The Bolsheviks’ attitude was decisive.

The Military Revolutionary Committee [of the Petrograd Soviet] in organising the defence, had to set in motion the masses of workers and soldiers, and these masses, insofar as they were organised, were organised by the Bolsheviks and followed them. At that time theirs was the only organisation that was large, welded together by elementary discipline, and united with the democratic rank and file of the capital. Without them the Military Revolutionary Committee was impotent. With the Bolsheviks ... the Military Revolutionary Committee had at its disposal all organised worker-soldier strength, of whatever kind. [7]

The most effective measure taken by the Military Revolutionary Committee was the arming of the workers. Thus in the Vyborg district of Petrograd the Red Guard received 940 rifles to supplement the 270 that they had before the Kornilov coup. [8]

It goes without saying not only that this was on the initiative of the Bolsheviks, but also that they issued an ultimatum on the subject. As far as I know it was a condition of their participation in the Military Revolutionary Committee. The majority of the committee could not help accepting this condition ... The democratic, military, and trade union organisations in the suburbs wired the Military Revolutionary Committee their readiness to place themselves completely at its disposition. Without any superfluous words the Kronstadt Soviet eliminated the post-July authorities and installed their own commander in the fortress. The central committee of the fleet also went over to a revolutionary position and was ready for battle – on sea or land – at the first demand from the central executive committee [of the Soviet]. The same night [28 August] and early morning the Bolsheviks had begun to display a feverish activity in the workers’ district. Their military apparatus organised mass meetings in all the barracks. Everywhere instructions were given, and obeyed, to remain under arms, ready to advance. By and large Smolny [the Bolshevik headquarters] was meeting Kornilov with all its lights blazing. [9]

Factory committees all over Petrograd swiftly organised detachments of Red Guards consisting largely of Bolsheviks, encompassing as many as 40,000 workers. The influence of the Bolsheviks increased massively. As Sukhanov writes:

The Bolsheviks were working stubbornly and without let-up. They were among the masses, at the factory benches, every day without a pause. Tens of speakers, big and little, were speaking in Petersburg, at the factories and in the barracks, every blessed day. For the masses they had become their own people, because they were always there, taking the lead in details as well as in the most important affairs of the factory or barracks ... The mass lived and breathed together with the Bolsheviks. It was in the hands of the party of Lenin and Trotsky. [10]

The coup collapsed after four days: Kornilov’s troops disbanded without firing a shot. Bolshevik agitators had done their work well.

After the coup

The Kornilov coup prepared the workers and soldiers for the future uprising. The masses, having lost confidence in the Social Revolutionaries and Mensheviks, saw with their own eyes the danger of counter-revolution. They come to the conclusion that it was up to the Bolsheviks to overcome the political crisis.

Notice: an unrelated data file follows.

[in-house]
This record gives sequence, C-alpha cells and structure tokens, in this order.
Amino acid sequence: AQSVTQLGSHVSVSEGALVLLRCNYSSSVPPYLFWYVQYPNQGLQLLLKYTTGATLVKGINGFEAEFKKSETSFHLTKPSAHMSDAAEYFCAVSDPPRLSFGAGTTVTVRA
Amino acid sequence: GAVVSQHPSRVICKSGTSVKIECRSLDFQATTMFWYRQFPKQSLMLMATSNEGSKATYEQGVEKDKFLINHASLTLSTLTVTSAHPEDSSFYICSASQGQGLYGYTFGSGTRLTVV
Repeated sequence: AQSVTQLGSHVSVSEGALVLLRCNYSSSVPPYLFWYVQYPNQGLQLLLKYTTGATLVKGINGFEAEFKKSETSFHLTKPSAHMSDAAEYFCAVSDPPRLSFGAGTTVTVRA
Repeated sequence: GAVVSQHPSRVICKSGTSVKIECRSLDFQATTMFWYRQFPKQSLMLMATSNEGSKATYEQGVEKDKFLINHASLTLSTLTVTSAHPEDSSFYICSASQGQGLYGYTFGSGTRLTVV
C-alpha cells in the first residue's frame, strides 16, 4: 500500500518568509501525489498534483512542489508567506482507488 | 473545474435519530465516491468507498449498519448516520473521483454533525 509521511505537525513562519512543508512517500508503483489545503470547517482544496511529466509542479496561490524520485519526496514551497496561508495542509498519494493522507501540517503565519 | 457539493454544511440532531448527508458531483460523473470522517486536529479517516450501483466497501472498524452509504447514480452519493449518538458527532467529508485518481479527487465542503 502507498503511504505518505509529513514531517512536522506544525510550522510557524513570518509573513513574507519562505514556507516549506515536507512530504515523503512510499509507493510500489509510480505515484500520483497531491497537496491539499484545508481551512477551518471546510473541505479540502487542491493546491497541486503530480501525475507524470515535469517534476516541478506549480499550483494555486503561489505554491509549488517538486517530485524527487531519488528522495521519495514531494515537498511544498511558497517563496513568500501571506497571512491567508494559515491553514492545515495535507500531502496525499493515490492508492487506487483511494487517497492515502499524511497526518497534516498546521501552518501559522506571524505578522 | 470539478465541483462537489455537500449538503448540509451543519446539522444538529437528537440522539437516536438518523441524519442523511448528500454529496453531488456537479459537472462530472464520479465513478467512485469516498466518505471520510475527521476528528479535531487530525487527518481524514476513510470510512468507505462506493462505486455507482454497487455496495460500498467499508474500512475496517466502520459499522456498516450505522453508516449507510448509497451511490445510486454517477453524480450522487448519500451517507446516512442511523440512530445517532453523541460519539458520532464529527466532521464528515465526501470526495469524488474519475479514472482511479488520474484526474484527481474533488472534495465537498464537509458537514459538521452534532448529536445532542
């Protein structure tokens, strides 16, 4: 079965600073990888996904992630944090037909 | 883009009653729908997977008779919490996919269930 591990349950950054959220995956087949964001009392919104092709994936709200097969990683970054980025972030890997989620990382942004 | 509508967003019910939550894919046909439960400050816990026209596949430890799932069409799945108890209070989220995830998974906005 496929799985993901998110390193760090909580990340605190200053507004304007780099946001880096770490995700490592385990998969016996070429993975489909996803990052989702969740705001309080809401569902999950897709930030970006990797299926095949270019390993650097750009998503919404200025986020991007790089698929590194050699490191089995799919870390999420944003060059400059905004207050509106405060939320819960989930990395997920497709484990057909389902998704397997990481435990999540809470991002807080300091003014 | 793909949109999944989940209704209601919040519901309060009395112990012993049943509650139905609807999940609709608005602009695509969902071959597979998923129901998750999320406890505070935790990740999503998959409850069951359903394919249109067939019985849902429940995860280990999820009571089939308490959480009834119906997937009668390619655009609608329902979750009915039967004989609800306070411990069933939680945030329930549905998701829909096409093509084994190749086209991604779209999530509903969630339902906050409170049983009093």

On 4 September Trotsky was freed from prison. He went straight to Smolny to participate in a session of the Committee for Struggle Against Counter-Revolution, which had been formed on 28 August by the Soviet to fight Kornilov. This body was the prototype of the Military Revolutionary Committee that led the October insurrection.

If the July Days swung the political pendulum massively toward the counter-revolution, the defeat of the Kornilov coup swung it massively in the direction of the revolution. In the Soviet Trotsky and Kamenev asked for an investigation by the Bureau of the Central Executive Committee of the Soviet of the events that led to the Kornilov coup, and of Kerensky’s role in the plot. [11] They argued strongly that the Mensheviks and Social Revolutionaries should part company with the Cadets, many of whom backed Kornilov.

On 9 September Trotsky demanded the unequivocal rehabilitation of himself and other Bolshevik leaders. He asked for the government’s long overdue report on the July events, and he tabled a motion of no confidence in the Menshevik president of the Soviet. The motion was carried. The Bolsheviks took over the leadership of the Soviet.


1*. This letter did not reach the capital until early in September, well after the end of Kornilov’s coup.


1. Sukhanov, page 503.

2. Sukhanov, page 509.

3. Lenin, Works, volume 25, page 285.

4. Lenin, Works, volume 25, pages 285-9.

5. Trotsky, My Life, page 317.

6. Sidorov and others, volume 5, pages 476-7.

7. Sukhanov, page 505.

8. V.I. Startsev, Ocherki po Istorií petrogradskoi krasnoi gvardii i rabochei militsii (Mart 1917-Aprel 1918 g) (Moscow 1965), page 167.

9. Startsev, pages 507-8.

10. Startsev, page 529.

11. Rabochii put, 10 September 1917; Trotsky, Sochineniia, volume 3, book 1, pages 274-5.

Last updated on 18 July 2009